— July 19, 2020 —
he long-awaited email from our local school district arrived the evening of July 13 with a generic subject line that underscored the importance of its content: “2020-2021 Return to Learn Plan.”
Ever since schools closed nationwide in March to help halt the spread of novel coronavirus, my wife and I—like millions of parents with school-age children—have wondered what “back to school” might look like this year.
I was disappointed, but not surprised, by the two options outlined by the superintendent of our district: in-person learning for half of the regular school days on an alternating schedule or fully online instruction. This is not what I envisioned four months ago when the rallying cry was “flatten the curve,” but since the White House seems to have given up on flattening anything except the hopes of Americans, this is where we find ourselves as a country: trying to turn lemons into lemonade.
“As the coronavirus continues to wreak havoc across the United States, some public K-12 schools may be able to reopen safely, but doing so will not be cheap,” Jessica Calarco, an associate professor of sociology at Indiana University, Bloomington, noted in a July 15 New York Times op-ed. “A recent report from the Council of Chief State School Officers estimated that public K-12 schools will need as much as $245 billion in additional funding to open with the recommended protocols in place from the Centers for Disease Control and Prevention. Yet with local and state budgets strapped, many schools are likely to fall short unless they receive considerable federal support.”
As Michael Douglas’s character observes in The American President: “We have serious problems to solve, and we need serious people to solve them.”
But instead of bolstering testing and contact tracing programs and supporting the back to school preparedness efforts of schools and child care centers, the White House is pushing for schools to fully reopen while much remains unknown about how efficiently the virus can spread between children and schools. This past week saw Education Secretary Betsy DeVos threatening to cut off funds to public schools that don’t fully open in the fall and White House press secretary Kayleigh McEnany declaring that “science should not stand in the way” of getting students back into classrooms.
The absurdity of it all would be laughable if it wasn’t overshadowed by this sobering fact: more than 139,000 Americans have now died from COVID-19. As Michael Douglas’s character observes in The American President
: “We have serious problems to solve, and we need serious people to solve them.”
The people in the White House are not serious.
Applied science, public health protocols, and effective leadership from some of the nation’s governors and mayors appear to be the only things keeping the pandemic in the U.S. from getting even worse. And when it comes to science, a new study from South Korea suggests that schools will need critical support to protect the health of students and teachers in the weeks ahead.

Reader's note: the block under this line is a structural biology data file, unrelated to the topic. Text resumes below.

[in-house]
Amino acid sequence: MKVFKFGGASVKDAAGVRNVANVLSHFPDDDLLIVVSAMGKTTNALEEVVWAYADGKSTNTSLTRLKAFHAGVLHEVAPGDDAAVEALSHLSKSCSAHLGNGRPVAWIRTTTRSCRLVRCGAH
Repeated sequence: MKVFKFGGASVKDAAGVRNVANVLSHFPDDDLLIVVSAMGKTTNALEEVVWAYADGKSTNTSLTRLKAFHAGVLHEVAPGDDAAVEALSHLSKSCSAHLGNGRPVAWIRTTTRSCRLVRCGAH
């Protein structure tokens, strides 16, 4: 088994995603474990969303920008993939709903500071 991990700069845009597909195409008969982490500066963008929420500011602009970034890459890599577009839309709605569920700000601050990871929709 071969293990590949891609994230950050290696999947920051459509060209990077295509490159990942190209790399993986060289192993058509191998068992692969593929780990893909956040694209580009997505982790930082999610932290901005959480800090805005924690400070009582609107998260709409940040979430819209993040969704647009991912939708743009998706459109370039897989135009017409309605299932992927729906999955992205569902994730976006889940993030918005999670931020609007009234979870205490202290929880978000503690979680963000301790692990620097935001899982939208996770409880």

The study found that while children younger than 10 spread the virus to others much less often than adults do, those between the ages of 10 and 19 can transmit the virus at least as well as adults. “The findings suggest that as schools reopen, communities will see clusters of infection take root that include children of all ages, several experts cautioned,” according to a New York Times report.
No place of human gathering is risk-free in this Age of Corona. But how much risk is acceptable for your child?
Given all of this, trying to figure out the best return-to-learn option for our soon-to-be first grader has been both frustrating and anxiety-inducing because it’s not just about our daughter’s education, but about protecting her health—and ours.
In Illinois, state public health guidelines for bringing students back to classrooms call for face coverings; social distancing “as much as possible”; symptom screening and temperature checks before entering school buildings; increased schoolwide cleaning and disinfecting; and limiting gatherings to less than 50 people.
I won’t rehash all the “What if?” questions that have raced through my mind based on hypothetical scenarios related to these guidelines. The reality is that even with limited in-person classroom instruction (Option #1), my daughter will be exposed to more people each day than I encounter all week as a remote worker. This is unsettling as the pandemic surges nationwide and Illinois has seen a mild uptick in coronavirus cases.
When schools closed in March, I hoped my daughter would be able to return to school full time and in person by August, with the caveat that the virus would be under control in our state and in the county where we live. Being physically present was important to me because she has an Individualized Education Plan that allows for classroom accommodations and extra support for her development as a student on the autism spectrum. Online only instruction is not ideal; my daughter benefits most from in-person teaching and interaction.
As we prepare for a new school year, it all comes down to this: No place of human gathering is risk-free in this Age of Corona. But how much risk is acceptable for your child?
“This is not going to be a school semester like any other that I’m aware of. Just be prepared for that fact,” Illinois governor J.B. Pritzker recently warned parents. “It’s just really going to be that way, no matter what. Even if we keep our numbers down, this virus has not gone away.”
And neither have my worries.
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